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Brigham and Women's Hospital
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Members-At-Large of the
Bob Cook (09-12)
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Jeremy Wolfe (08-11)
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University of Vermont
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Graduate Student Representative
Representative to APA Council
Randy Engle (10-12)
Emanuel Donchin (08-10)
University of South Florida
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Wash. U., St. Louis
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Charles L. Brewer
Early Career Psychologist
California State U. at Fullerton
Graduate Student Corner
Erin Lightman (left)
Hillary Schwarb (right)
Another school year is again upon us with campuses across the country brimming with students, activity and many new faces. As such, you may have noticed upon opening this edition of the Graduate Student Corner that the pictures greeting you look suspiciously unlike Tom Redick and Jim Broadway. As happens in this (hopefully) transitory period that is graduate school, they have moved on to new and different things and we thank them for their poignant insights over the past three years and wish them every success.
We hope with our first edition of the Graduate Student Corner to take the opportunity to introduce ourselves and lay out the ground work for what we hope to do with this column. As has been the case since the column’s inception, we seek to address those issues facing graduate students today and provide information that might help ensure a smooth and successful graduate student career as well as prepare us for life beyond graduate school. As readers of the Graduate Student Corner, we have found it particularly interesting and useful when topics have been addressed by scientists who have already achieved success in the field and have advice to offer, and so we would very much like to continue this tradition. Additionally we hope to provide you with a somewhat different perspective than in previous issues not only as women graduate students, but also experimental psychologists with a focus in cognitive neuroscience. Finally, we intend to keep this column both entertaining and enlightening, as Jim, Tom, Rich, and Nash have in the past.
Here’s a little bit about us:
Erin J. Lightman. This is my 3rd year of grad school, although it seems like I just started. I spent my first year of college as a performance theatre major at the University of Memphis, my second year at a non-traditional hippy college in Vermont, and the rest of college as a psychology major back at the University of Memphis. After returning from the dystopia that was the Vermont liberal arts college, I worked for Dr. Danielle McNamara in the Cognitive Science and Educational Practice Lab where I worked on projects in psycholinguistics and artificial intelligence. It was there that I discovered a love for research. After graduating in 2007, I was ecstatic to move to Atlanta and begin work in Dr. Eric Schumacher’s lab at the Georgia Institute of Technology. I’m currently working on my master’s thesis, which involves dual-task interference and emotion regulation. My research interests also include thought suppression and whether or not the mechanisms that mediate cognitive control are modality specific. Outside of school, I watch TV, paint, read, and try to maintain a decent social life.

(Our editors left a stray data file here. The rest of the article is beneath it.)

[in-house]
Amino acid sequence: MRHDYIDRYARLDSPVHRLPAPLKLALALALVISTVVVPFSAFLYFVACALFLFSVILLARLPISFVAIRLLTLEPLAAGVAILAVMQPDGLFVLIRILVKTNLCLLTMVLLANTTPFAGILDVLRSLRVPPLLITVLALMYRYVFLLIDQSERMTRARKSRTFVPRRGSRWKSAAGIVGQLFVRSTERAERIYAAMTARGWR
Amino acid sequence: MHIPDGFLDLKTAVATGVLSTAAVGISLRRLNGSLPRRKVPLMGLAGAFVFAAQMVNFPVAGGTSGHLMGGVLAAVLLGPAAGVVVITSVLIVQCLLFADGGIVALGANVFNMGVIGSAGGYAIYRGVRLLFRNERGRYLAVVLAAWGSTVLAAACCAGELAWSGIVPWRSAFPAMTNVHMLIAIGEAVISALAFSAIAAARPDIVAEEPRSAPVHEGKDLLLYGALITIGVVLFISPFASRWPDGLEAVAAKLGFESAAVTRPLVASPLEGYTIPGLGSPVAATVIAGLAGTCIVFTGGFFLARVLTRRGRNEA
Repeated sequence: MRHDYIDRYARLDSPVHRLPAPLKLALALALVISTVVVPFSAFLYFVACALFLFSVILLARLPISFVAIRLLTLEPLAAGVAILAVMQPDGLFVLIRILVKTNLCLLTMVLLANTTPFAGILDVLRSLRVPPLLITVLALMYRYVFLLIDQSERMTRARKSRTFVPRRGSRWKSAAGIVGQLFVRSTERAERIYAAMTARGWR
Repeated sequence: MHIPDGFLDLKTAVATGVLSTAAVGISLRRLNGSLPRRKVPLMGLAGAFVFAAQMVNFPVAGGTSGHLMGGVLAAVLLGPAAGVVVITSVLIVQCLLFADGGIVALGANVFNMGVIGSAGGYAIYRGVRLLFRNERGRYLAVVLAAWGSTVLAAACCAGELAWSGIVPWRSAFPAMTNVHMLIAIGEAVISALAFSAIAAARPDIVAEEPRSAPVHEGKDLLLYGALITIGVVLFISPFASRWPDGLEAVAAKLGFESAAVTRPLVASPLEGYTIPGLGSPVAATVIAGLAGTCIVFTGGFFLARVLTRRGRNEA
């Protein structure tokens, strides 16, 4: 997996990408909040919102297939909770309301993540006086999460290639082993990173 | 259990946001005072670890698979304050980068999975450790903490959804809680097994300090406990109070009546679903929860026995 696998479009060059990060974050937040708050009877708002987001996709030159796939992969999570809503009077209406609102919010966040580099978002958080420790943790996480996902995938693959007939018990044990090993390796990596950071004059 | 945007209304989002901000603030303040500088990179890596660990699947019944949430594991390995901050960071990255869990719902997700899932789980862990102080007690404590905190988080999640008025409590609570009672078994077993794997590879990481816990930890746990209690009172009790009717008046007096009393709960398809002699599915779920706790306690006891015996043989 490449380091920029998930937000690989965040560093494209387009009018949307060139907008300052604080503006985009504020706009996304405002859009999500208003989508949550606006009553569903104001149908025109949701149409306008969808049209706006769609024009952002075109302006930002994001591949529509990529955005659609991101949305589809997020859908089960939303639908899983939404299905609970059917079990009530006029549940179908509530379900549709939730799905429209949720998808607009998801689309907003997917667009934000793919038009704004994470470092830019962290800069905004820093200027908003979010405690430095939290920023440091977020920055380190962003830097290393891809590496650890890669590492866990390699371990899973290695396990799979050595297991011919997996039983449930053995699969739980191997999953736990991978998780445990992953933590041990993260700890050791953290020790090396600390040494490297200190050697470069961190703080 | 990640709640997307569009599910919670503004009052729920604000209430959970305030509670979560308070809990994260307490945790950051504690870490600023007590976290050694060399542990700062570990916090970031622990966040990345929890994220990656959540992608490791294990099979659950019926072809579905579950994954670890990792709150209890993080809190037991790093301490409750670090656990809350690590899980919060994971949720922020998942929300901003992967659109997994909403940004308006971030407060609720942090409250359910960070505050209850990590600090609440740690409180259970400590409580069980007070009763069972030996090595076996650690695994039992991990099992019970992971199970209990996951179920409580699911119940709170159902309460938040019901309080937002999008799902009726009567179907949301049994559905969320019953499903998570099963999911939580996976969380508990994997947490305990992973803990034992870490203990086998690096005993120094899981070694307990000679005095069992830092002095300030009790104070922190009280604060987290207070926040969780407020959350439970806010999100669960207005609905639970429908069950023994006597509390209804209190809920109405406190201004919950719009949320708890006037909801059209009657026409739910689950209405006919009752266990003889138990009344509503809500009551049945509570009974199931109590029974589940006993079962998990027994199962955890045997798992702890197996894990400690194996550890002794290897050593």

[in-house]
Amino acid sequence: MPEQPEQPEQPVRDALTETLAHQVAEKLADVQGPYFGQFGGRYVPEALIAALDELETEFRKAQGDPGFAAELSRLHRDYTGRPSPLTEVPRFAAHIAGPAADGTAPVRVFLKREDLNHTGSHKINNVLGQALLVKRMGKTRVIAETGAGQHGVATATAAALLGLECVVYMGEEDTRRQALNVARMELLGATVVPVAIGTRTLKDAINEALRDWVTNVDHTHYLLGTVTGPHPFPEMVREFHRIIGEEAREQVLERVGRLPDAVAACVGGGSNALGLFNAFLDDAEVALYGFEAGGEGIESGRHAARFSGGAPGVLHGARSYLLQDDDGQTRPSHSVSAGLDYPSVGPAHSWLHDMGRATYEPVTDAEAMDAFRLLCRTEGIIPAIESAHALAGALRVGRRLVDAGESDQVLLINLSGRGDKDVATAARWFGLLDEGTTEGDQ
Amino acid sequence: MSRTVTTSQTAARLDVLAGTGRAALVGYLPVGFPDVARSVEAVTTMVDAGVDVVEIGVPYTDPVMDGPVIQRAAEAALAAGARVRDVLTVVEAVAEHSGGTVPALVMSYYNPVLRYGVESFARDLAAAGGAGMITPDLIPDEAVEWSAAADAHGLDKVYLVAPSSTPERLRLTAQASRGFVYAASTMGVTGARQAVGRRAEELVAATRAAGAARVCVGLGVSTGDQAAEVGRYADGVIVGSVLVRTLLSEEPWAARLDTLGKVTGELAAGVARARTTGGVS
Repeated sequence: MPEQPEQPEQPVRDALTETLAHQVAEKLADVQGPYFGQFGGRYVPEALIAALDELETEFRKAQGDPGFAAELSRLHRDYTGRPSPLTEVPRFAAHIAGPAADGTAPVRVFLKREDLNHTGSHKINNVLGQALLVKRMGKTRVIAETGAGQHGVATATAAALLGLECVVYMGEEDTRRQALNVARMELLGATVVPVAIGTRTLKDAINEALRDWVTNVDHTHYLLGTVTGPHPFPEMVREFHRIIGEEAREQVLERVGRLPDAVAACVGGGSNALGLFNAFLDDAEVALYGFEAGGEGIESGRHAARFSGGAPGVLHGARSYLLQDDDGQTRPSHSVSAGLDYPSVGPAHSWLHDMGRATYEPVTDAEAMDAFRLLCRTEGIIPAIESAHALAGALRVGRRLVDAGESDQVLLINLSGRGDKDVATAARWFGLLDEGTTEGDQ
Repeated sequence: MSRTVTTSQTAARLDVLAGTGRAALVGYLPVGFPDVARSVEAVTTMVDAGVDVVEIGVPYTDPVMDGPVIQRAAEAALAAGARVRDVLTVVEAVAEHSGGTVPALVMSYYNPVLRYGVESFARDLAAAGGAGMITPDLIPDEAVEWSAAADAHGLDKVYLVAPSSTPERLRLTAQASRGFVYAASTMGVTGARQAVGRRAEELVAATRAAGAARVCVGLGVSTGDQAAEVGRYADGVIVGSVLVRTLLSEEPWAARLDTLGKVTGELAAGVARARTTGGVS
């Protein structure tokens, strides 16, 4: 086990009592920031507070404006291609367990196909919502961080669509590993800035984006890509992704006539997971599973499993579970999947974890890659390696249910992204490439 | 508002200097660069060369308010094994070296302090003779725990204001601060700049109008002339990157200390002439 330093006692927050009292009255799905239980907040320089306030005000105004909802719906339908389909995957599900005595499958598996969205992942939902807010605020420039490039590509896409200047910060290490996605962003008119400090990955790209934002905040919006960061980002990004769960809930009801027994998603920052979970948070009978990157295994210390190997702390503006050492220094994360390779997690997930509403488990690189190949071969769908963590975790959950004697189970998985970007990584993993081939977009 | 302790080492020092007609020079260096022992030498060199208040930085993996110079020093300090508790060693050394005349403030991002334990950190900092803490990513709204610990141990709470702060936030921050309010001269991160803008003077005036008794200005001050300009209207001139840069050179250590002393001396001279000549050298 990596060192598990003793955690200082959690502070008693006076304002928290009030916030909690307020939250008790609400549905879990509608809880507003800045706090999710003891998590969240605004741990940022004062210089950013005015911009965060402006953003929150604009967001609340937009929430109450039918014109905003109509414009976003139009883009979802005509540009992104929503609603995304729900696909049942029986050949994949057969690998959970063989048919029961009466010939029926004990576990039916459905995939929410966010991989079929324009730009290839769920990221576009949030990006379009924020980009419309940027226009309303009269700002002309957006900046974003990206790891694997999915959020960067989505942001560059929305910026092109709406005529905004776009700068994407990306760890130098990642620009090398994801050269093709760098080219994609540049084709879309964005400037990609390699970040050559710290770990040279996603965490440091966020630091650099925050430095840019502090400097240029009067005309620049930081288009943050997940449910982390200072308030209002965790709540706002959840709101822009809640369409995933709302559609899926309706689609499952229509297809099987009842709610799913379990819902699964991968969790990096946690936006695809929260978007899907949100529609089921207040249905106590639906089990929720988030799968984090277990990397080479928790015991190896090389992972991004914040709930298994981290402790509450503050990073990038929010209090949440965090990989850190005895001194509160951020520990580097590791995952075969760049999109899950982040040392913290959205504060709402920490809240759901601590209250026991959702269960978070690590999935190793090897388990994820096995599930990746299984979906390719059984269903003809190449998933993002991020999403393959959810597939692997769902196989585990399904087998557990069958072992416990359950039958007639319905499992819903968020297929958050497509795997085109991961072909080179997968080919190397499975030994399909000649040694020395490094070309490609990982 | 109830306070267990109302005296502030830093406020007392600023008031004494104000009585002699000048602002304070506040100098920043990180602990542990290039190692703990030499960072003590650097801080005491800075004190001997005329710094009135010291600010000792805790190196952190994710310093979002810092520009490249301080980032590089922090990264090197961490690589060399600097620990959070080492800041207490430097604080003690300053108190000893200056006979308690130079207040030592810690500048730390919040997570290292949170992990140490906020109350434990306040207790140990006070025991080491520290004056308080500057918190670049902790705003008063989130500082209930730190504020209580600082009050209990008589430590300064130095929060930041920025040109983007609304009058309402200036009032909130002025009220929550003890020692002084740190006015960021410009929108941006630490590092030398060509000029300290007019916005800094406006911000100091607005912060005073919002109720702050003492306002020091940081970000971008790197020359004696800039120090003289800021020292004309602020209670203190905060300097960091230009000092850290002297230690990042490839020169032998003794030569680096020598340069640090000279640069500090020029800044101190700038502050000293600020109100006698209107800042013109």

Hillary Schwarb. Originally from Troy, Michigan on the north side of Detroit, I graduated from the University of Notre Dame in 2005 with a degree in both Psychology and French Literature. It was at Notre Dame that I was first introduced to the world of Experimental psychology and was given the opportunity to work in both Dr. Bradley Gibson’s Attention and Perception Lab focusing on perceptual orienting in visual search tasks and Dr. Robert West’s Cognitive Neuroscience Lab where I used ERPs to investigate the effects of aging and frontal function on the regulation of cognitive control. With the experience and guidance gained from these undergraduate research opportunities, I packed my bags and headed south to begin graduate school at the Georgia Institute of Technology working with Dr. Eric Schumacher. I received my Master's Degree in 2008 in Experimental Psychology with my work on stimulus-response rules and sequence learning. I am currently a PhD candidate in the Cognition and Brain Sciences program and plan to begin my dissertation work this fall. I am interested in using both behavioral and cognitive neuroscience techniques to study human cognition. Generally my focus is on learning and memory as they relate to skill acquisition and multi-task performance. Perhaps surprisingly, I really love being a graduate student. In my spare time I like to eat out, run my dog, read historical fiction and enjoy all Atlanta has to offer.
To ensure the success of this column, we invite you to become actively involved in the Graduate Student Corner. We would love to hear from you and welcome your feedback. Please feel free to email (email@example.com and firstname.lastname@example.org) us with questions, comments, concerns, grievances and ideas that you would like to see addressed in future issues. We also ask APA members to make this column available to their students who may not otherwise stumble across it.